Scooby-Doo and the Cyber Chase
SD Cyber Chase.jpg
DVD cover
Directed byJim Stenstrum
Written byMark Turosz
Based onScooby-Doo
by Joe Ruby and Ken Spears
Starring
Edited byJoe Gall
Music byLouis Febre
Production
company
Distributed byWarner Home Video
Release date
  • October 9, 2001 (2001-10-09)
Running time
75 minutes[1]
CountryUnited States
LanguageEnglish

Scooby-Doo and the Cyber Chase is a 2001 direct-to-video animated science fiction comedy mystery film, and the fourth in a series of direct-to-video animated films based on Hanna-Barbera's Scooby-Doo Saturday morning cartoons. It was released on October 9, 2001. The film was produced by Hanna-Barbera Cartoons. In spite of its grimmer atmosphere, it also has a lighter tone, similar to its predecessor, Scooby-Doo and the Alien Invaders.

It is the final Hanna-Barbera production to be executive produced by both William Hanna and Joseph Barbera before Hanna's death on March 22, 2001. It is also the fourth and final Scooby-Doo direct-to-video film to be animated overseas by Japanese animation studio Mook Animation. This film, along with Aloha, Scooby-Doo!, was part of the first Scooby-Doo films to be re-released on Blu-ray on April 5, 2011.

This was also the first film to feature Grey DeLisle as the voice of Daphne Blake after the death of Mary Kay Bergman in 1999. It was also the last film where Scott Innes voiced Scooby-Doo and Shaggy, as well as the last film where B. J. Ward voiced Velma.

The Scooby-Doo direct-to-video films would not feature real supernatural creatures again until Scooby-Doo! and the Goblin King.[2]

Plot

The mystery gang visits their old friend, Eric, at his college. Eric invited them because he made a prize-winning computer game based on their adventures using a high-tech laser he intended to enter at a campus science fair. They arrive at the same time a scary beast called the Phantom Virus is causing mayhem. It is established that the monster has been "materialized" from the Phantom Virus which has infected Eric's program and that it can be weakened by using high-powered magnets. The suspects appear to be Eric's teacher, Professor Kaufman; Bill, a fellow student who is a baseball-loving programmer; and a grumpy campus security officer, Officer Wembley. During one of the Phantom Virus' scare runs, the gang and the virus are beamed into Eric's ten-level video game. To finish each level, they have to find a box of Scooby Snax.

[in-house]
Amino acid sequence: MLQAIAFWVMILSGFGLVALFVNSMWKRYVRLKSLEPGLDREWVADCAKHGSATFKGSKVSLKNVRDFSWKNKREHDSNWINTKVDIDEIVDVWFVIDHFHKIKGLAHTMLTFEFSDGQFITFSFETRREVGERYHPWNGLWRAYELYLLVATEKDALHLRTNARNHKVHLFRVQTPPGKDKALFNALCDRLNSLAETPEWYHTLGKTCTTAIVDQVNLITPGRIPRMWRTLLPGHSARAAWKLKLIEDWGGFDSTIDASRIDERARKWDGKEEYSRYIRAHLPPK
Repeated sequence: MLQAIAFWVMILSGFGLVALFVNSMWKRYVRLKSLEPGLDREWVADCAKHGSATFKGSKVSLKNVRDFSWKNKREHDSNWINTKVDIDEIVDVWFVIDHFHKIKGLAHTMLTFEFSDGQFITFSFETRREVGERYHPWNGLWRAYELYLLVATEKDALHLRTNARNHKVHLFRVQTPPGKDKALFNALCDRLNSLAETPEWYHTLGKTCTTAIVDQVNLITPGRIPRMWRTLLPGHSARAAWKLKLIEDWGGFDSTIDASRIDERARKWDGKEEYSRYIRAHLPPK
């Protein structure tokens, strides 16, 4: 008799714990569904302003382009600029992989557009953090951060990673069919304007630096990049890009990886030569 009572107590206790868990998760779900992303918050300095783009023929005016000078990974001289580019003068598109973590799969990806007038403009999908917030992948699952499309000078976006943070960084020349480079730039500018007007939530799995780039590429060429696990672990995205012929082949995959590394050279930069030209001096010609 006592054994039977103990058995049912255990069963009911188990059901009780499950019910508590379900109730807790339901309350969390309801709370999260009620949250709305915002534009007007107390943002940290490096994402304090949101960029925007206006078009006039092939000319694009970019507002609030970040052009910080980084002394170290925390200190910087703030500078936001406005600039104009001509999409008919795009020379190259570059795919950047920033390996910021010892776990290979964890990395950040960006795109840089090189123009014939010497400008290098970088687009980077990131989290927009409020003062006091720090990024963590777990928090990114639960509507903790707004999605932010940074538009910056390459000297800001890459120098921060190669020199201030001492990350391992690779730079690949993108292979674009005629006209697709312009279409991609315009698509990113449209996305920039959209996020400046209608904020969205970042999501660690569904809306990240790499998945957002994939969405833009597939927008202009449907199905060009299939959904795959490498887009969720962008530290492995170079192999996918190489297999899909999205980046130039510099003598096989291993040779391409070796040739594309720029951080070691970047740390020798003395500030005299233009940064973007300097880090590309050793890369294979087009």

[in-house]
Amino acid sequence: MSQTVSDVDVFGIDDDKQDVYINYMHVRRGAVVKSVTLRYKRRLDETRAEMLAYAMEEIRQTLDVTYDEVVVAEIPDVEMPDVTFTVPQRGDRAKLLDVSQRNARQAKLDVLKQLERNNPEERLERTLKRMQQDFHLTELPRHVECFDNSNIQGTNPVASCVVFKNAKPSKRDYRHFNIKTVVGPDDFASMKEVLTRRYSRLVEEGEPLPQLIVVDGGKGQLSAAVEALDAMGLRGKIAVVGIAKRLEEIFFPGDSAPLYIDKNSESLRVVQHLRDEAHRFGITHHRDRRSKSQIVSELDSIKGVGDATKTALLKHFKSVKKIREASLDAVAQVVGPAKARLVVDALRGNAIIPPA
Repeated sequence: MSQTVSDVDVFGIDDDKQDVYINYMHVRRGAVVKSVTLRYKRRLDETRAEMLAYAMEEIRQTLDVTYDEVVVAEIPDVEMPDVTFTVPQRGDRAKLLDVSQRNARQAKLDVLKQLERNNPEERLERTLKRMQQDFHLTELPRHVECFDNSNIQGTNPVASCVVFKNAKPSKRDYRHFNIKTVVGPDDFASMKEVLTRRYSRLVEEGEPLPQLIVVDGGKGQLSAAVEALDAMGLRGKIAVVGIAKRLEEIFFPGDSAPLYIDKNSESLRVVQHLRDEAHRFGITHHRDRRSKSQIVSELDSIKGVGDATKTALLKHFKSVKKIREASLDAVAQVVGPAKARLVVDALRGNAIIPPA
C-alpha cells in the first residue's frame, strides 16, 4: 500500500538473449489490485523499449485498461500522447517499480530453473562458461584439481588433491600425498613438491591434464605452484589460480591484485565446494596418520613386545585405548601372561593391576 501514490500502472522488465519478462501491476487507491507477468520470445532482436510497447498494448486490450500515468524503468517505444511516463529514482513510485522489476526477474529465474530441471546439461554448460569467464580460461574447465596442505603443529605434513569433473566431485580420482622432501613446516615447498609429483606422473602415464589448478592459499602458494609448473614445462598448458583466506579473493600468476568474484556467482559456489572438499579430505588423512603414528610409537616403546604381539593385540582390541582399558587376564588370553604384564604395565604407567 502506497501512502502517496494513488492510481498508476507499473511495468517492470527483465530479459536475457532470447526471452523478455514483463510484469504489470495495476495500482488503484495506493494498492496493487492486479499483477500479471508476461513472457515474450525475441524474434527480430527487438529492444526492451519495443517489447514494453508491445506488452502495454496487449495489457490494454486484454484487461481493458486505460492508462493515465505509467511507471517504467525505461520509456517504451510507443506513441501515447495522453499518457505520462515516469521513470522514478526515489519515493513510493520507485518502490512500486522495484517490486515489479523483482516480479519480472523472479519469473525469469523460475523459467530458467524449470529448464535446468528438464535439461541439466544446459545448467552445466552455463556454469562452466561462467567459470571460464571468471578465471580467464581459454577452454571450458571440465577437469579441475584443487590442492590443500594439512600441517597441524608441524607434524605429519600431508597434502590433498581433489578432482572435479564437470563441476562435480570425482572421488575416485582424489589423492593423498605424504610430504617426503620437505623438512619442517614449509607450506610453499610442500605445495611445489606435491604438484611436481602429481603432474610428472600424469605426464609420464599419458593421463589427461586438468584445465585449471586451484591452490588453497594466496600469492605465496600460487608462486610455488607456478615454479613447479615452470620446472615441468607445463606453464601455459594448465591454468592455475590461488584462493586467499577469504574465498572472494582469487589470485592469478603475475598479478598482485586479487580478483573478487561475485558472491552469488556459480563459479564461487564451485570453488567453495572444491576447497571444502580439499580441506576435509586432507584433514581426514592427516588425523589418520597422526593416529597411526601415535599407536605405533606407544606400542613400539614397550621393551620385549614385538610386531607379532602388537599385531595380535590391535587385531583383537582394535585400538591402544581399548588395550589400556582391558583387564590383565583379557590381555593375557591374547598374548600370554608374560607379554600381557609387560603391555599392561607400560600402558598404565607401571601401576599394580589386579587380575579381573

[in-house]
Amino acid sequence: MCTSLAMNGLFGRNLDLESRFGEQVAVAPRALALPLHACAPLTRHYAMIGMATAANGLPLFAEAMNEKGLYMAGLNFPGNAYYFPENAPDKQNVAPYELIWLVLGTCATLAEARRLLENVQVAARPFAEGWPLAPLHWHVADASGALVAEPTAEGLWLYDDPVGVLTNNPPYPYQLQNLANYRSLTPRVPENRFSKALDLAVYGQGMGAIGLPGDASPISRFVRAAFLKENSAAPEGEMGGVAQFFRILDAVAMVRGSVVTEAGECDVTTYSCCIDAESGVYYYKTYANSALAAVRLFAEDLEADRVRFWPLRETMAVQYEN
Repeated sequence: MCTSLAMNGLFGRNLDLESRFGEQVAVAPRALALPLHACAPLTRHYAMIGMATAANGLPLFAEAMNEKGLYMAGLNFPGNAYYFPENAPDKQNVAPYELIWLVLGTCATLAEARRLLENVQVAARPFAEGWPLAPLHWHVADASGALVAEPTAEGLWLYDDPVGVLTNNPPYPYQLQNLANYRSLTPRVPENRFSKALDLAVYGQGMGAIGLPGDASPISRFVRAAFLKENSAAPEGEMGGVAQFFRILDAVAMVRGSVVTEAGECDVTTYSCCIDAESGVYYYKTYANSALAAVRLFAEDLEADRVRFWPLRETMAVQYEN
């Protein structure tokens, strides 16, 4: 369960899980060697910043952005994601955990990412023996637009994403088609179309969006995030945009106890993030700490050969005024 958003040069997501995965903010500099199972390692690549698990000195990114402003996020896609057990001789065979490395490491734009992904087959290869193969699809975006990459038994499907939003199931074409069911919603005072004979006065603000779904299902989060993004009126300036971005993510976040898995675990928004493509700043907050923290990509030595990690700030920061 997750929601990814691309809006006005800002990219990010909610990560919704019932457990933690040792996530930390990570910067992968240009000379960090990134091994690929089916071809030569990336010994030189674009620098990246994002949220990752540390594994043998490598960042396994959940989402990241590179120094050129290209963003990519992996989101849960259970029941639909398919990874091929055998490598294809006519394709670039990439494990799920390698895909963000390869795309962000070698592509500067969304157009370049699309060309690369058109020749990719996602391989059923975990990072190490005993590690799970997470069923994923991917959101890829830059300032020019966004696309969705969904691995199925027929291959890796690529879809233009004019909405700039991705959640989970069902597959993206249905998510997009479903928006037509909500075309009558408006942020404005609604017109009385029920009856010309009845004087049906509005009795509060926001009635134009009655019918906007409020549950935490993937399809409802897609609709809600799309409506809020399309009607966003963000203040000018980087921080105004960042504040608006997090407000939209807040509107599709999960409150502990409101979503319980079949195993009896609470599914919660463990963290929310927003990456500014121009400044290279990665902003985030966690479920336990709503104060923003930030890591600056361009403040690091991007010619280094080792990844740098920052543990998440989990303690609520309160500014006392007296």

Level one is set on the moon. The second level is set in Ancient Rome. The third level takes place during prehistoric times. The fourth level takes place under the ocean. The fifth level is set in a backyard. The sixth level takes place in the Samurai era. The seventh takes place in Ancient Egypt. The eighth is set during medieval times. The ninth takes place at the North Pole.

On the tenth level, the gang discovers cyber-versions of themselves at a restaurant. They help the gang deal with the Phantom Virus and the guardians of the last box of 'Scooby Snacks' boxes - which are monsters that the gang had faced before: Jaguaro, Gator Ghoul, the Tar Monster, Old Iron Face, and the Creeper. All of them are real in this game, whereas originally, in reality, they were merely people in costumes. The Phantom Virus leads the villains. After a chase through the amusement park, they find the box of Scooby Snacks in the game arcade. Scooby-Doo and his cyber-clone defeat the Phantom Virus, wiping it clean out of the game and existence. Back in their real world the gang, using the baseball terms the Phantom Virus frequently used, unmasked his creator as Bill, who had done it out of jealousy towards Eric. Bill confesses that he felt that he deserved to compete in the science fair more than Eric did, especially since he had been going to the college two years longer than Eric had. Bill's arrested by Officer Wembley, and Eric and the gang go to a local restaurant to celebrate their victory. While there, they see the cyber gang, waving to them and Scooby gives his cyberself some Scooby Snacks from helping them.